Relational Epistemology, Immediacy, and Conservation

Or, What Do the Nayaka Try to Conserve?


  • Nurit Bird-David University of Haifa
  • Danny Naveh University of Haifa



Nayaka, animism, conservation


In this paper we ask whether and in what way Animism relate to conservation, with focus on one group, the Nayaka of South India. We argue that in order to pursue this question one must first recognize the immediate quality of Nayaka Animism as well as some important aspects in their relational epistemology (Bird-David 1999, 2006). Our analysis shows that Nayaka are not committed to conserve their environment. Their concern lies mainly with keeping good relations with specific co-dwellers in the shared environment in ways and for reasons which we explore in the paper. This concern has indeed some conservationist effects, but as byproduct. Our analysis also shows a valuable way-of-knowing, as much as the nowadays appreciated ‘indigenous knowledge’. These arguments are supported by Nayaka ethnography, and are further clarified by a preliminary heuristic comparison between the model which can be read into the ethnography and the model which informs an ambitious international program for biodiversity conservation which is implemented in the Nilgiris of South India, where the Nayaka live.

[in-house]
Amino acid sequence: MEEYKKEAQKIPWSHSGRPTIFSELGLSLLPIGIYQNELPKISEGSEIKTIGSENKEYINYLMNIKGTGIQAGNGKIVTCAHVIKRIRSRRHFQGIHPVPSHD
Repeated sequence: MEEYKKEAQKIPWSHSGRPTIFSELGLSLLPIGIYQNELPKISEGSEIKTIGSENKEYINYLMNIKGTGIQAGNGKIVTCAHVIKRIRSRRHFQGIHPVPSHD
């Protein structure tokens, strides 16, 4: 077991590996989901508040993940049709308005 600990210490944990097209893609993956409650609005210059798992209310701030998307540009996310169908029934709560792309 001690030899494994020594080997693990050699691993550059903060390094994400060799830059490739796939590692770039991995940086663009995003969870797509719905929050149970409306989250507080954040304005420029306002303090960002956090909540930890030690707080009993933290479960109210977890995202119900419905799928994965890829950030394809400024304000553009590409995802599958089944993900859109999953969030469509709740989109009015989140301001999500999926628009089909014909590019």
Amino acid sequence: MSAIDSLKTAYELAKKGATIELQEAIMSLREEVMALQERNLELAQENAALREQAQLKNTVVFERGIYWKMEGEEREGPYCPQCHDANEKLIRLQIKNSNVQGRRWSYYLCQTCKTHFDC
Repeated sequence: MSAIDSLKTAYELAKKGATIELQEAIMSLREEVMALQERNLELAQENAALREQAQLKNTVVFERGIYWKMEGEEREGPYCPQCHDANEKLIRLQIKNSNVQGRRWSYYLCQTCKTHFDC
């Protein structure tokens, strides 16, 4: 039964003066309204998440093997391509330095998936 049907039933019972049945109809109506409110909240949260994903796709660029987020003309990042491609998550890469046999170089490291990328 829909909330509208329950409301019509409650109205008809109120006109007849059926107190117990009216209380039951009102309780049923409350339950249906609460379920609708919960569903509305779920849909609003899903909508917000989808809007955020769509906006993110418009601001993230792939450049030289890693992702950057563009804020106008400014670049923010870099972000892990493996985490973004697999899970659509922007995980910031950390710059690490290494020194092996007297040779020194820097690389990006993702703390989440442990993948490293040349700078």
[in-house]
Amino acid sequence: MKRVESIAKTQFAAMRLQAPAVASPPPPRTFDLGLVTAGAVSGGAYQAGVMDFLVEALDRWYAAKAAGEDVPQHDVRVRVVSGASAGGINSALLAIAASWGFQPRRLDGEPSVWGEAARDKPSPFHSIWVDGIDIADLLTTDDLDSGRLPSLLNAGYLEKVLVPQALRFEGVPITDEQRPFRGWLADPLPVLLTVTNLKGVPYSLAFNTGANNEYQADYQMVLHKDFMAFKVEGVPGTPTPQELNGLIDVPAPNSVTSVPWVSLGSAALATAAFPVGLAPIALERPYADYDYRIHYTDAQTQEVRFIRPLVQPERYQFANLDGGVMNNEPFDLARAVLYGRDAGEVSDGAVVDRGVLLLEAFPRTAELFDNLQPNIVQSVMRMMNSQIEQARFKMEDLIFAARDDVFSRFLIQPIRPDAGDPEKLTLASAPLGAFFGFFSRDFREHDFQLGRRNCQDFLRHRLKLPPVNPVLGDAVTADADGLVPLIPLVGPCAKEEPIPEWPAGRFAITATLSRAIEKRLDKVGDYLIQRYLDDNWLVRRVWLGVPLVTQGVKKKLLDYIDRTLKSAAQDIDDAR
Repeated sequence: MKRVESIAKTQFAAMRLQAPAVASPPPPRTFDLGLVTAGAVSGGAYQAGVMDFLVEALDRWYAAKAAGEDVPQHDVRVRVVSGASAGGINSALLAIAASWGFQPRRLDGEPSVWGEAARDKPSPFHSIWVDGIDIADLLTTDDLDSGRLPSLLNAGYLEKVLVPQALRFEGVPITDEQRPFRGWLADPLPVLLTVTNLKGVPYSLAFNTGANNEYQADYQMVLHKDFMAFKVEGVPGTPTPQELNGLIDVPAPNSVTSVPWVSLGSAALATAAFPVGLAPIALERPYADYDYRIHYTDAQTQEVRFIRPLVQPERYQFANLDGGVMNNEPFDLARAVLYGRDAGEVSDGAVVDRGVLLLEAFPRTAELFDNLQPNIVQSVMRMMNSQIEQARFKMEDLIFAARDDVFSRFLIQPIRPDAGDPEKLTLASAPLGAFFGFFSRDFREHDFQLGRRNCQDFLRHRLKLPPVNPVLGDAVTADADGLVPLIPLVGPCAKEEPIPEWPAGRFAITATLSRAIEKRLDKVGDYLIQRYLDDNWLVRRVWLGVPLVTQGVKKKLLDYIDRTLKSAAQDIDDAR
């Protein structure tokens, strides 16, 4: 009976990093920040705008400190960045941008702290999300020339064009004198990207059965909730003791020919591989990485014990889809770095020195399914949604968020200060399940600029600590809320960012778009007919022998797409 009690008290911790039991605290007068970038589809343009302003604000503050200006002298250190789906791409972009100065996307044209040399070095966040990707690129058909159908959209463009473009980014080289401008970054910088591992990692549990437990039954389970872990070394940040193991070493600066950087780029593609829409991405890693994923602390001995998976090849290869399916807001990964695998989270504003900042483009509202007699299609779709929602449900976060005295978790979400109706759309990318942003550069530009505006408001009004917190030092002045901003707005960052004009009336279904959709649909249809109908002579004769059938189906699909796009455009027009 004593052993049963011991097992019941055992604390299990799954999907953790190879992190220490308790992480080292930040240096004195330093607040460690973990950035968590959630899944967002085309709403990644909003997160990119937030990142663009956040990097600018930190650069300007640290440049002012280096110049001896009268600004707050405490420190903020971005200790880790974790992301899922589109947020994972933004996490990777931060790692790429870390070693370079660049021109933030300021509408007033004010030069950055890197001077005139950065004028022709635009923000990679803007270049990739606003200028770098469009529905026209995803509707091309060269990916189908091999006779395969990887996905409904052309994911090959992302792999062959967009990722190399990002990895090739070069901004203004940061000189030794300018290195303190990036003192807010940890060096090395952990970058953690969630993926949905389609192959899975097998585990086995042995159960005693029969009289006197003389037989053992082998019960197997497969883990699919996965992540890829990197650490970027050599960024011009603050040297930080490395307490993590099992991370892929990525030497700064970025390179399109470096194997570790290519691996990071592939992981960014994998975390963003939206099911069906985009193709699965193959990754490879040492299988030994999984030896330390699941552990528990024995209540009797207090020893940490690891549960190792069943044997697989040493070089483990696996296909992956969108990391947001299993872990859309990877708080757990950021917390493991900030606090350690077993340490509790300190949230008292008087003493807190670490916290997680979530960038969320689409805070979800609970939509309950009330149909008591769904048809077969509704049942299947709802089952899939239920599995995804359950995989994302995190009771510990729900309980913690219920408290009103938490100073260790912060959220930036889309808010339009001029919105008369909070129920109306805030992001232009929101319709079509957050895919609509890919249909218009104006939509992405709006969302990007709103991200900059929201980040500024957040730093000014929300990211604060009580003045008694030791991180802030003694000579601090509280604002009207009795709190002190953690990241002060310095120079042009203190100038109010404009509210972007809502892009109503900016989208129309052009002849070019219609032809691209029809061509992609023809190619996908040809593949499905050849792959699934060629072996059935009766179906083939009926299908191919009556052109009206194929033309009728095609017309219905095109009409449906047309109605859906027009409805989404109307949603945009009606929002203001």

Author Biographies

Nurit Bird-David, University of Haifa

Department of Sociology and Anthropology, University of Haifa, Israel

Danny Naveh, University of Haifa

Department of Sociology and Anthropology


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How to Cite

Bird-David, N., & Naveh, D. (2008). Relational Epistemology, Immediacy, and Conservation: Or, What Do the Nayaka Try to Conserve?. Journal for the Study of Religion, Nature and Culture, 2(1), 55–73.